The Government is considering releasing maize into the market in order to stabilize the escalating prices, Agriculture and Irrigation Cabinet Secretary (CS) Mwangi Kiunjuri confirmed Thursday.
Kiunjuri said that the government was analysing and looking at the current price dynamics in the local market with a view to intervening at the right time.
“Due to the delayed onset of the 2019 long rains, the maize market prices in the country have started showing an upward trend ranging from Sh2, 200 to Sh2, 800 as at April 1, 2019 while the 2-kg maize flour packet is retailing at Sh80 to Sh85,” he said.
Giving the current food security situation and mitigation measures by the government, Kiunjuri said they were monitoring the situation and if it reaches unattainable levels, Government will release more maize into the market to stabilize the prices.
Food prices especially the maize flour has started escalating in the last one month because there is low supply in the market and farmers too are not delivering their maize to National Cereals and Produce Board (NCPB).
The CS however, confirmed that the current national food security situation was stable except in pastoral and marginal agricultural counties.
He named Turkana, Garissa, Marsabit, Tana River and Isiolo as the ones most affected by the prevailing drought and have greatest need for food assistance.
Even as government monitors the situation, the CS asked farmers to plant the early maturing crops.
“I want to ask the county governments to support farmers through provision of farm inputs especially those whose crops have been affected by the poor rainfall conditions,” the CS said.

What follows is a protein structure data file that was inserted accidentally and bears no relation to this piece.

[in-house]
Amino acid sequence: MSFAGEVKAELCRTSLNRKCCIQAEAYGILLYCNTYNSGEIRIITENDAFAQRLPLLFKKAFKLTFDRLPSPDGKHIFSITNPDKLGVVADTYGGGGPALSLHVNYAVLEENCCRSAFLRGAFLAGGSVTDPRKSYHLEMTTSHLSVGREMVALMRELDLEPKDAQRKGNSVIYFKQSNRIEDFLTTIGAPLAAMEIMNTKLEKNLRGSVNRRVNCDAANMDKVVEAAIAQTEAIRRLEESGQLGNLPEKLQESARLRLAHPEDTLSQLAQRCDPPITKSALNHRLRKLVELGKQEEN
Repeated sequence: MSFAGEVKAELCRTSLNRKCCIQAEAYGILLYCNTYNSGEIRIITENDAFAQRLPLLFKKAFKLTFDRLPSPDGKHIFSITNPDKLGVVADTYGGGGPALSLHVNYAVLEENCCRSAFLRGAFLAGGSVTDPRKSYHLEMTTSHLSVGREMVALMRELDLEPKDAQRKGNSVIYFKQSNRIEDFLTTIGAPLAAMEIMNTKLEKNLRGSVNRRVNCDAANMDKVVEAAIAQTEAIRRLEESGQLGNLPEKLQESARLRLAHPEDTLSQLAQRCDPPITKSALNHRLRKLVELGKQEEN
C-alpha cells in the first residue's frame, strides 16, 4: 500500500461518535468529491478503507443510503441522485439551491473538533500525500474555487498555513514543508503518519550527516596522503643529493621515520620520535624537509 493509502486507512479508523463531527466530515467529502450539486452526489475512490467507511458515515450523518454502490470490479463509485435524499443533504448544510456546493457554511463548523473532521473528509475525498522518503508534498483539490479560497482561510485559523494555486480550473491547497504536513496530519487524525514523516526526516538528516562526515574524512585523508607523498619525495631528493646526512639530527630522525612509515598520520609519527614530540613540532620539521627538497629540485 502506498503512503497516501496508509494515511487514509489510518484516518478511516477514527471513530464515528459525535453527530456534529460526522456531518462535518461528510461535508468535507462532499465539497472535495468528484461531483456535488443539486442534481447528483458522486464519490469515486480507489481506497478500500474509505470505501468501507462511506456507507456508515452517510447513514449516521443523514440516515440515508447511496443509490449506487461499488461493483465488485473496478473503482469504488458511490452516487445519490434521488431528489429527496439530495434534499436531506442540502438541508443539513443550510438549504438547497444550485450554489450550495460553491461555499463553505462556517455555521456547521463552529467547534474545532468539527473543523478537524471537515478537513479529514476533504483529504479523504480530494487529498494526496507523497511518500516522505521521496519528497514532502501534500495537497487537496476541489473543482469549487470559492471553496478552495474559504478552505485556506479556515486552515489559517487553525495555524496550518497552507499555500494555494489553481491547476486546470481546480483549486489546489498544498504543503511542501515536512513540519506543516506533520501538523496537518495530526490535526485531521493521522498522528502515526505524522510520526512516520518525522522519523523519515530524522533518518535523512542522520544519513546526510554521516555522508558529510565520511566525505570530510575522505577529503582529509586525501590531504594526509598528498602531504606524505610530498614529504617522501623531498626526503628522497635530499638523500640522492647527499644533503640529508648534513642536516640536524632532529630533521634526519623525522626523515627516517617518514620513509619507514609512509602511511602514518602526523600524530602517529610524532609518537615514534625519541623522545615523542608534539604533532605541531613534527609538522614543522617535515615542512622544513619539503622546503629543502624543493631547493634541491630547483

Kiunjuri noted that in the past few weeks, teams from the Ministry have been on the ground and have carried out a Rapid Food situation Assessment.
This assessment indicates that the country has an estimated current maize stock of 21,382,886 of 90-kilogramme bags. Small scale farmers are holding 13,040,716 bags of 90 kgs accounting for 61percent of the total maize stocks.
Traders are holding 3,353, 266 bags of 90kgs representing 16 percent, while millers and processors have in their custody 3 percent which is 680,588 bags of 90 kg and 4.3 million bags of 90kgs in NCPB depots across the country accounting for 20 percent of the total Stocks.
To encourage maize farmers still holding surplus maize stocks in their stores, Kiunjuri directed the NCPB to accept maize deliveries from vetted farmers with more than the limit of 400 bags that had earlier been set.
“I further direct NCPB to lift the previously set County supply limits to allow free delivery of surplus maize from all vetted farmers. This will enable vetted farmers in those counties that have exhausted their allocations to deliver any surplus maize to the NCPB to ease distribution to the needy counties across the country”, the CS said.
Farmers have delayed delivering their maize to the NCPB depots even after Government increased the purchase price of maize from Sh2,300 to Sh2, 500 after pressure by various quarters last December.
Currently, in various urban centres, for example, Kisumu and Nairobi prices have gone up to Sh3, 000 per bag while in Eldoret it is trading at between Sh2, 700 and Sh2, 800.
Kenya consumes 4.2 million bags of 90kgs per month in addition to other alternative uses such as livestock feeds and other industrial products but on average, it produces 40 million bags of 90 kg annually.
This is against an annual consumption of 52 million bags of 90kgs which creates a deficit of 12 million bags of 90kgs.
The deficit is however, normally met through cross border trade within East and Southern African Region.
Kiunjuri acknowledged that other food commodities such as rice, beans and sorghum were readily available in the local markets, though at steadily increasing prices and due to delayed rains leafy vegetables are also becoming scarce and attracting escalating prices.
The onset of the 2019 long rains has delayed and is exhibiting poor spatial and temporal distribution in the region.
This has led to poor crop germination as well as reported incidences of early fall army worm infestation.
By Wangari Ndirangu